Stan Allen, a 1988 Princeton graduate alumnus, is the George Dutton '27 Professor of Architecture at Princeton who served as dean of the School of Architecture from 2002-12. Remembering one of Maxwell’s history seminars he took as a graduate student, Allen said Maxwell was “utterly charming and soft-spoken, with a wry sense of humor” who brought “a humanist perspective on architecture” at a time when the school was turning more toward theory.
After retiring, Maxwell returned to London, where he taught the history of modern architecture for 12 years at the Architectural Association. Allen gave a lecture there in 2000, which Maxwell attended. After dinner in a neighborhood in East London “still at that time a bit rough around the edges,” Allen noticed that Maxwell, then in his late 80s, had disappeared from the group. “A bit concerned, I asked my host, who replied that Bob always did that — he had just trundled off on his own and caught a bus home. A true Londoner, he carried the bus map in his head and had no problem navigating the streets of the city late at night — and in fact I think he must have liked to experience the city that way.”
Edward Mitchell, a 1989 graduate alumnus and director of the School of Architecture and Interior Design at the University of Cincinnati, said: “We always felt he was interested in us as young architects. He was kind, and he seemed to be entertained by almost everyone, which was refreshing and surprisingly unusual. His distracted manner was a ruse that masked that he was cagey as a fox and seemed to have everyone’s number.”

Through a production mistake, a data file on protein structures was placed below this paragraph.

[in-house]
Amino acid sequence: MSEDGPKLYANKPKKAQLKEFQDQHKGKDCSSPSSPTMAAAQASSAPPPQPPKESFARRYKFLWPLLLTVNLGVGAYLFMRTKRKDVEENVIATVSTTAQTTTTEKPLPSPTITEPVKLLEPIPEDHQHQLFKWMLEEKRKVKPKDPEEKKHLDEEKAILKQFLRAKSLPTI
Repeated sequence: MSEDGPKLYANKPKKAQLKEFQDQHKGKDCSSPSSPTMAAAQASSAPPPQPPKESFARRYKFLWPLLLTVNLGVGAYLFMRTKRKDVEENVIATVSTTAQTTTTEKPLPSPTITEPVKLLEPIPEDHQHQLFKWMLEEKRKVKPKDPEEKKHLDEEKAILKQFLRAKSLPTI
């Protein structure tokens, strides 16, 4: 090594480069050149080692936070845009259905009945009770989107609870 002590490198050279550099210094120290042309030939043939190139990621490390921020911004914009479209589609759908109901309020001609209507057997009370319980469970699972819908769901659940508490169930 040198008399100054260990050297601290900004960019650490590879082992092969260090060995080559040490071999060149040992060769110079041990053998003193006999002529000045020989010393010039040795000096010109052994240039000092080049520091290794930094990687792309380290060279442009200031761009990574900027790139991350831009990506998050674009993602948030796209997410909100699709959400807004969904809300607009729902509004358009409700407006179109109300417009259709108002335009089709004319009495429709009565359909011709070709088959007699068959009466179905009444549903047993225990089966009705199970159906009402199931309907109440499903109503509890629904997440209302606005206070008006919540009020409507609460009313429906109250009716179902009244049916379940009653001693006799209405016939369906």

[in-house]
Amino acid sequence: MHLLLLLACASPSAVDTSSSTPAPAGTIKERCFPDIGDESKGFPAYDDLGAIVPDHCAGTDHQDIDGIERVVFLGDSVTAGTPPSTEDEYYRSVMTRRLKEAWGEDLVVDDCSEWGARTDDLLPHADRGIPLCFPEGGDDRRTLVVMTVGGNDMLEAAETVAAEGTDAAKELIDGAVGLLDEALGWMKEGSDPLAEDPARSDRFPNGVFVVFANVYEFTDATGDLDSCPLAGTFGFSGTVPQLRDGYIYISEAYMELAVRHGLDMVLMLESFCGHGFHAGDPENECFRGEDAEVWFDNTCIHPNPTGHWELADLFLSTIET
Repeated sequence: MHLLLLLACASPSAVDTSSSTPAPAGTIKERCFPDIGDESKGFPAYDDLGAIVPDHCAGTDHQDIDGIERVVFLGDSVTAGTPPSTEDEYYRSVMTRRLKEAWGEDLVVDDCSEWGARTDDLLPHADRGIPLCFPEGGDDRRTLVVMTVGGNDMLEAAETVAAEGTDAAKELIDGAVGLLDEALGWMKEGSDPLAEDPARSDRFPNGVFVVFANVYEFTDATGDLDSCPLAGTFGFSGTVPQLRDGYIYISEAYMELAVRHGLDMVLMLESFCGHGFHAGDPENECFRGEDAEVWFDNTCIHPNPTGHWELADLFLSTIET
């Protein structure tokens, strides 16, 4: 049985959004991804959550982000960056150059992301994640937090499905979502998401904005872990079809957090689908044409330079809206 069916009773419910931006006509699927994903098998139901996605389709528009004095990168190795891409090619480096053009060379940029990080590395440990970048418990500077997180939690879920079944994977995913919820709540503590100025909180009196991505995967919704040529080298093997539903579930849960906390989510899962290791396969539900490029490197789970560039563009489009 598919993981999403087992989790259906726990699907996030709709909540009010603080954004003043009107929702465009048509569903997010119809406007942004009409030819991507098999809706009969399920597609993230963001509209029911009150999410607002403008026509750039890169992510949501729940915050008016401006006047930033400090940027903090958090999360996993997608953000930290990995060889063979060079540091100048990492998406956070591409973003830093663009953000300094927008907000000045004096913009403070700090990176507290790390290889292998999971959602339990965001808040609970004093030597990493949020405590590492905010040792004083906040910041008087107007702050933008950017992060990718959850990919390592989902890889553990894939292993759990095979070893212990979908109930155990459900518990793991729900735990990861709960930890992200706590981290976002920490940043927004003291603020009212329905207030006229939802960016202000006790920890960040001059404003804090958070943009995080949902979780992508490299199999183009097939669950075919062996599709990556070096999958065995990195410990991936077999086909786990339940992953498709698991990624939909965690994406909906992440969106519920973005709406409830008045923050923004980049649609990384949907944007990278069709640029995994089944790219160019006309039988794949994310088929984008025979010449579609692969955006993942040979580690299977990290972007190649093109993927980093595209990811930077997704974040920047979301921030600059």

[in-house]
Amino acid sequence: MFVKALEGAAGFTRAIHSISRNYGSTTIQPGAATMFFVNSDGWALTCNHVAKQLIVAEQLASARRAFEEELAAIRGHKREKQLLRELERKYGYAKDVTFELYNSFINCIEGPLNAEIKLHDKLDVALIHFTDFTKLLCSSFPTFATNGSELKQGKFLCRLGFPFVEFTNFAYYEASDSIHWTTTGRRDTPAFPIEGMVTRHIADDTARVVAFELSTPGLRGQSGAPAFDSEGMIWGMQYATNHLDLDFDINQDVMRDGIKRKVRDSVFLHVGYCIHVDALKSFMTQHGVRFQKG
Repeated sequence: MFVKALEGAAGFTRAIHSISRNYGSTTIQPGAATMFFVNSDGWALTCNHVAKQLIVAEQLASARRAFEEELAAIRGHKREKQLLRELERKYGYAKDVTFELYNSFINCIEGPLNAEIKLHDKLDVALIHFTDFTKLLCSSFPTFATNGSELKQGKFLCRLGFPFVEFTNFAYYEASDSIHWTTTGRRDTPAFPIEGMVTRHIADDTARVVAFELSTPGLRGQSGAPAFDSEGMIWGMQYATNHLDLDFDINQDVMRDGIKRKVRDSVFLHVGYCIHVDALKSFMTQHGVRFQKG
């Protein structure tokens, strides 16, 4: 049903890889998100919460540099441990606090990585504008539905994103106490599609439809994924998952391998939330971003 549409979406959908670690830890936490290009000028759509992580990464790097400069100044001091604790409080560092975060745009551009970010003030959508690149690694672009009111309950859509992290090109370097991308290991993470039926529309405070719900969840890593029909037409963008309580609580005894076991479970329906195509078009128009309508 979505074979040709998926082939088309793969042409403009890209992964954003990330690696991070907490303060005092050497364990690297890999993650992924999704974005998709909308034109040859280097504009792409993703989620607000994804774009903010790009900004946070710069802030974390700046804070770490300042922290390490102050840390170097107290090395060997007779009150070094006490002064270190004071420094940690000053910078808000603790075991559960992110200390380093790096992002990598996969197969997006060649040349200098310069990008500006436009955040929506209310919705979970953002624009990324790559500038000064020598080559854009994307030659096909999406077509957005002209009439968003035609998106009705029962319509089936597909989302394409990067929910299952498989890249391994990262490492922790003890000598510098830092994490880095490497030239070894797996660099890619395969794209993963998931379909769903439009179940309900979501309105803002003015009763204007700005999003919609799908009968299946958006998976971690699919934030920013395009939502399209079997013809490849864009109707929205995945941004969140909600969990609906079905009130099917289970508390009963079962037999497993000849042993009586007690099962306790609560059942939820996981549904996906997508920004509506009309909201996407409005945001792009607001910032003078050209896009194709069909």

Adam Yarinsky, a 1987 graduate alumnus, was not a student of Maxwell’s but met with him regularly during his final thesis semester. “His warmth and good humor were essential supplements to my thesis adviser Alan Colquhoun’s intense — though never personal — criticism of my project at weekly desk crits. … Bob’s kindness nourished my spirit.”
Yarinsky and Stephen Cassell, a 1986 alumnus, became friends at Princeton and co-founded the firm Architecture Research Office in New York (where Kim Yao, a 1997 graduate alumnus, is a partner). ARO designed the addition and renovation of the School of Architecture building, completed in 2007. Yarinsky and Cassell returned to Princeton to co-teach the design studio at the graduate and undergraduate levels in 2003, 2007 and 2009.
Maxwell's publications include “New British Architecture” (Thames and Hudson, 1972) and numerous critical essays on architecture and the allied arts. In his retirement, Maxwell wrote prolifically, publishing several books, including a book of essays, "Sweet Disorder and the Carefully Careless: Theory and Criticism in Architecture" (Princeton Architectural Press, 1993), and an autobiography, “The Time of My Life in Architecture” (Artifice Books on Architecture, 2016). Just before he died, he was working on an appreciation of the French novelist Patrick Modiano.
Maxwell served as a member of the board of trustees at the Institute of Architecture and Urban Studies in New York, as a juror for residential awards sponsored by the American Institute of Architects, and as vice president of the Architectural Association.
He is survived by his wife, Celia Scott; and three children by his first wife Margaret (née Howell), Melinda, an oboist, Amanda and Robert, both architects, and five grandchildren.
View or share comments on a blog intended to honor Maxwell’s life and legacy.